The pelvic exam during pregnancy is similar to the exam for non-pregnant women. One difference is that more attention is give to the uterus and cervix. The growth of the uterus is measured each visit, although this does not require a pelvic exam. As the due date approaches, the assessment of the cervix will indicate whether labor has begun or is progressing. Much time is spent determining the health of the fetus. A normal finding during the exam on the pregnant woman is that the cervix has a bluish tinge in early pregnancy. If a bluish tinge is observed in the non-pregnant women, this is a sign of hypoxia.[16]

Part of the procedure is to inform the woman that she can stop the exam at any time.[3]

However in all but seven states in America it is legal for pelvic exams to be done under anesthesia without the patient's consent.[19]

See also


  1. "Examination of the Female Pelvis". Archived from the original on 2001-11-15. Retrieved 2007-12-09.
  2. ACOG Practice Advisory on Annual Pelvic Examination Recommendations (30 June 2014). "The Utility of and Indications for Routine Pelvic Examination". American Congress of Obstetricians and Gynecologists. Archived from the original on 2 August 2014.
  3. Hoffman BL, Bradshaw KD, Cunningham FG, Halvorson LM, Schaffer JI, Schorge JO (2012). Williams gynecology (2nd ed.). New York: McGraw-Hill Medical. pp. 2–6. ISBN 9780071716727. OCLC 779244257.
  4. Emery JD, Paraiso MF (2014-10-07). Office-based gynecologic surgical procedures. ISBN 9781493914142. OCLC 893426765.
  5. "Current Procedural Terminology - Pelvic examination under anesthesia (other than local) - Classes". NCBO BioPortal. Retrieved 2018-03-02.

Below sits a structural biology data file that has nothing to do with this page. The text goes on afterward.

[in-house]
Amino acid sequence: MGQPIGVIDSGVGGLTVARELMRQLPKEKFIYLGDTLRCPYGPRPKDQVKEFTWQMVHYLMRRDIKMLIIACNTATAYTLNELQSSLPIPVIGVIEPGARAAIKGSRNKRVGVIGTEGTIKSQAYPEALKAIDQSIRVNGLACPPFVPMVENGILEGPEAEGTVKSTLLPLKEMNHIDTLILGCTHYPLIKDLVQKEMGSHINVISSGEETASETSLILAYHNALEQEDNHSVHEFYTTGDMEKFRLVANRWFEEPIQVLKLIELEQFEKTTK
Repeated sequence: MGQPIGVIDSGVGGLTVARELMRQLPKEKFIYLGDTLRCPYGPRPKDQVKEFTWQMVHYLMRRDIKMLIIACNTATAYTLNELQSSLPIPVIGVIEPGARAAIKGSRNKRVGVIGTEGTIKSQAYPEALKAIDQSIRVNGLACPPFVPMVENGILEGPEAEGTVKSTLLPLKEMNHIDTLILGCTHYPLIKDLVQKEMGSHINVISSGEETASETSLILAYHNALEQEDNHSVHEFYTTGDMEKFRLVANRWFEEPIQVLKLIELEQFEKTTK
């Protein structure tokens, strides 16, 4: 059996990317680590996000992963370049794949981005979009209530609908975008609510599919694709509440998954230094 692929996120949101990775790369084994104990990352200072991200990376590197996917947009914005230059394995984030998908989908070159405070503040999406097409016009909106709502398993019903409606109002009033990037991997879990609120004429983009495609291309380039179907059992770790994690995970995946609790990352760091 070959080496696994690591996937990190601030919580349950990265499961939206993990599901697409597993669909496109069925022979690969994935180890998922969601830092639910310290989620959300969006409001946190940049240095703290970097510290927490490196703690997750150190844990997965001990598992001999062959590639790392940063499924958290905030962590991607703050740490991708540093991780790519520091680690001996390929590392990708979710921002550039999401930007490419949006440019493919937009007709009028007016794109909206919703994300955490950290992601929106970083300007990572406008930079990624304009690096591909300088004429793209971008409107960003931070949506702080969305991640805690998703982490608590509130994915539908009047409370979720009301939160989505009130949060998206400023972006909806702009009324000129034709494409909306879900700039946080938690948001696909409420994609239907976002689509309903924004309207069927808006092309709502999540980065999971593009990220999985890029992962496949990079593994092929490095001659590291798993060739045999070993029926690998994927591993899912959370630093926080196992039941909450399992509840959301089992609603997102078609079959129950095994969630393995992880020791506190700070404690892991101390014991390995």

6. Bickley LS, Szilagyi PG, Bates B (2013). Bates' guide to physical examination and history-taking (11th ed.). Philadelphia: Wolters Kluwer Health/Lippincott Williams & Wilkins. ISBN 978-1-60913-762-5. OCLC 801810287.
  7. "Trauma-Informed Pelvic Exam - Contraceptive Pearl". Reproductive Health Access Project. Retrieved 2019-12-05.
  8. Qaseem A, Humphrey LL, Harris R, Starkey M, Denberg TD (July 2014). "Screening pelvic examination in adult women: a clinical practice guideline from the American College of Physicians". Annals of Internal Medicine. 161 (1): 67–72. doi:10.7326/M14-0701. PMID 24979451.[Free text]
  9. "Don't perform pelvic exams on asymptomatic nonpregnant women, unless necessary for guideline-appropriate screening for cervical cancer". Choosing Wisely. American Academy of Family Physicians. August 8, 2018. Retrieved 5 December 2019.
  10. Bibbins-Domingo K, Grossman DC, Curry SJ, Barry MJ, Davidson KW, Doubeni CA, et al. (March 2017). "Screening for Gynecologic Conditions With Pelvic Examination: US Preventive Services Task Force Recommendation Statement". JAMA. 317 (9): 947–953. doi:10.1001/jama.2017.0807. PMID 28267862.
  11. "ACOG Committee Opinion No. 754 Summary: The Utility of and Indications for Routine Pelvic Examination". Obstetrics and Gynecology. 132 (4): 1080–1083. October 2018. doi:10.1097/aog.0000000000002896. PMID 30247359.
  12. Allen RH, Singh R (June 2018). "Society of Family Planning clinical guidelines pain control in surgical abortion part 1 - local anesthesia and minimal sedation". Contraception. 97 (6): 471–477. doi:10.1016/j.contraception.2018.01.014. PMID 29407363.
  13. Yanikkerem E, Ozdemir M, Bingol H, Tatar A, Karadeniz G (October 2009). "Women's attitudes and expectations regarding gynaecological examination". Midwifery. 25 (5): 500–8. doi:10.1016/j.midw.2007.08.006. PMC 2801597. PMID 18086509.
  14. "Pelvic exam - About - Mayo Clinic". Retrieved 2018-01-04.
  15. "Your First Gynecologic Visit" (PDF). American College of Obstetricians and Gynecologists. May 2017.
  16. Damico D (2016). Health & physical assessment in nursing. Boston: Pearson. p. 665. ISBN 978-0133876406.
  17. "Pelvic exam -". Retrieved 2007-12-09.
  18. "Prenatal care and tests |". 2016-12-13. Retrieved 2018-01-05. This article incorporates text from this source, which is in the public domain.
  19. Minnesota Senate Republicans (2019-04-03). "Sen. Benson & Rep. Robbins introduce legislation to ban pelvic exams without consent". Retrieved 2019-04-08.